Saturday, April 15, 2006

John Armstrong: Labour returns to form after lapses

Pressure? What pressure? Housing Minister Chris Carter was a busy man on Monday afternoon - busy brushing off suggestions he heavied the board of Housing New Zealand into agreeing the Auditor-General should conduct the inquiry into the state corporation's accounting practices.

The board began the day insisting it was okay for its own auditors, Ernst & Young, to take another look at its books following a whistleblower's allegations of shonky behaviour.

It ended the day persuaded otherwise, having been taught a quick lesson in political reality.

Had Ernst & Young done the job and found nothing wrong, the Opposition would have cried "whitewash" and pinged Labour for not calling in the Auditor-General in the first place.

While publicly supportive of the corporation's board, the Prime Minister privately made it clear she wanted matters sorted before her weekly press conference on Monday afternoon.

The board found itself on the receiving end of some straight talking from Carter and the chief executive of the Department of Building and Housing, Katrina Bach.

Having got what was required, Carter judiciously spared the corporation further blushes by insisting it had U-turned of its own accord.

Putting the detail of the allegations to one side, the Government's management of the crisis was a return to form after the stumbles of recent months.

Labour kept the whole messy business at arm's length. It shut down Opposition lines of attack by agreeing the corporation's attempt to gag the aggrieved contractor-turned-whistleblower was foolish and wrong. It made sure the consequent inquiry is seen as truly independent.

However, while Labour was frantically turning on the fire extinguishers, the story did not catch fire with the public.

That has been par for the course. Labour has been bedevilled by problems of its making or embarrassed by ones emanating from the state sector. National once again found itself trying to make mileage out of yet another "scandal" which failed to excite voters.

Now, with the Government about to reach the six-month mark - it passes that milestone on Easter Monday - Labour is optimistic that it may also be turning the corner.

It has survived a bruising couple of months where National has thrown everything it could find at it in Parliament.

Senior Labour MPs believe that National will now have to rethink its strategy. While National is landing hits on Labour, they are having no lasting impact on Labour's popularity or the Government's stability.

This week's Herald-DigiPoll showed the Government is still trusted by the majority of voters. That would suggest Labour has a margin for error as long as it gets the fundamentals of governing right.

However, Labour might be better to treat the favourable polls as a get-out-of-jail-free card.

Apart from the troubles of David Benson-Pope and the resignation of David Parker, the past six months have seen puzzling lapses from experienced ministers. The Government has looked listless at the very time the numbers in the House and Labour's constant struggle against outliving its welcome mean governing is much more difficult.

Labour has taken an awfully long time to adjust to the fact it no longer dominates Parliament.

It has been slow to roll out a fresh policy agenda to avoid being typecast as a tired, third-term government.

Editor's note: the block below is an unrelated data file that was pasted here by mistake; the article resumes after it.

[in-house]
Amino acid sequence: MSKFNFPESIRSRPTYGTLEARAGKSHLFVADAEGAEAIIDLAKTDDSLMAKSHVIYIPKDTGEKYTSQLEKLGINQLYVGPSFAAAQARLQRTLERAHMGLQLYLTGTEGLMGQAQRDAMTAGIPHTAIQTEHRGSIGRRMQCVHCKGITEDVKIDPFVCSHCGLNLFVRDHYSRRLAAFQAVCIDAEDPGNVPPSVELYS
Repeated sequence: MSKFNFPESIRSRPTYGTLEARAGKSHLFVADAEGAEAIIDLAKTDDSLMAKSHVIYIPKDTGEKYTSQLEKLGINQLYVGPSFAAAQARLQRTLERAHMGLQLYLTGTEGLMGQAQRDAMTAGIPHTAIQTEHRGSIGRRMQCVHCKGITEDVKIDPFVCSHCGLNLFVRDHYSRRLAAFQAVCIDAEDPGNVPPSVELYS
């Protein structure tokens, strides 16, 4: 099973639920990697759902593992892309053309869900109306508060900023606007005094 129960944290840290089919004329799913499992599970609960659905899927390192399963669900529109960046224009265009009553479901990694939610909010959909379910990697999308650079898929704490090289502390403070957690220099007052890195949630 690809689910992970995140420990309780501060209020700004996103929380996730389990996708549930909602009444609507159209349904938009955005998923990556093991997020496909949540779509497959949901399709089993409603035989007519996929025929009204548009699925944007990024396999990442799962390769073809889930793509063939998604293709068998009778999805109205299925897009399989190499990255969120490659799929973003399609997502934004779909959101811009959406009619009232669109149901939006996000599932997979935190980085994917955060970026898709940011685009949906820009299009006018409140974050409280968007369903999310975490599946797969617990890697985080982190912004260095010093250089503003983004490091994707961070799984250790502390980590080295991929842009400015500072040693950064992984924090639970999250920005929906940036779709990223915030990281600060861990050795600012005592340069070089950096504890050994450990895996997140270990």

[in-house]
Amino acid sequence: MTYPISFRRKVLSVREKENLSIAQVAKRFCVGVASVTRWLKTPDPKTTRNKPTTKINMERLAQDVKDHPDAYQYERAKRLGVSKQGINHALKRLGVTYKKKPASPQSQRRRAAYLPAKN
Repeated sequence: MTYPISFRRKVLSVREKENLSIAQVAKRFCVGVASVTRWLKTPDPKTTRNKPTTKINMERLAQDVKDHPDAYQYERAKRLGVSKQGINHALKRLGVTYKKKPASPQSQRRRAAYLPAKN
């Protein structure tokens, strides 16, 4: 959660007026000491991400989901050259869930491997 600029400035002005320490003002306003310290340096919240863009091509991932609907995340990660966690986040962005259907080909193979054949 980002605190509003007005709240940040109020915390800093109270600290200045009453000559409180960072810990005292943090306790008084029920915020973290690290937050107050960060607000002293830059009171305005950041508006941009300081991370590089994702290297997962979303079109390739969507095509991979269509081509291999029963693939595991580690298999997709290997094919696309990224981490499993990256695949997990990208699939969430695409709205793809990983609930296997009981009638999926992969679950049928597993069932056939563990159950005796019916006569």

These problems are in part down to the sweeping post-election Cabinet reshuffle. There is an acceptance in the Beehive that the switch in portfolios has seen some ministers take far longer to acclimatise to their new jobs than was expected.

In some portfolios, the Government suddenly seems far less surefooted.

That phase will pass. But the ministerial glitches have been accompanied by a more fraught relationship with the bureaucracy. There is frustration within Labour that some ministries seem incapable of generating fresh policy options or delivering results in line with the Government's expectations.

Things have not been helped by Labour's suspicion that some parts of the bureaucracy - such as the Treasury - did not get the election result they wanted.

On the parliamentary side, Labour has not only had to adjust to consulting with more parties, it has found itself ambushed in the House and in select committees.

How long the brave new world of parliamentary democracy where National's private member's bills become law and select committees launch inquiries at the drop of a hat actually lasts is a moot point.

Labour will not let this happen for much longer. It will likely barter policy trade-offs with its minor partners in exchange for them not embarrassing the Government.

On the policy front, Labour is now confronting the accusation it lacks fresh ideas by seeming to be very busy.

There have been a rush of announcements in the past two weeks ranging from the new Governor-General and the overhaul of tertiary funding to the tax treatment of overseas shareholdings.

Things will be cranked up again after the Easter hiatus with pre-Budget announcements leading to the delivery of the document itself on May 18.

The question is whether such bouts of activity indicate a solid programme - as the Prime Minister insists is the case - or are more a matter of keeping up appearances. Or a bit of both. The tertiary funding overhaul was bare bones stuff, whereas the tax treatment of investments was detailed policy.

Labour can be its own worst enemy when it comes to flagging its forward path. It assumes everyone knows what it is doing and then gets upset when critics accuse it of drifting.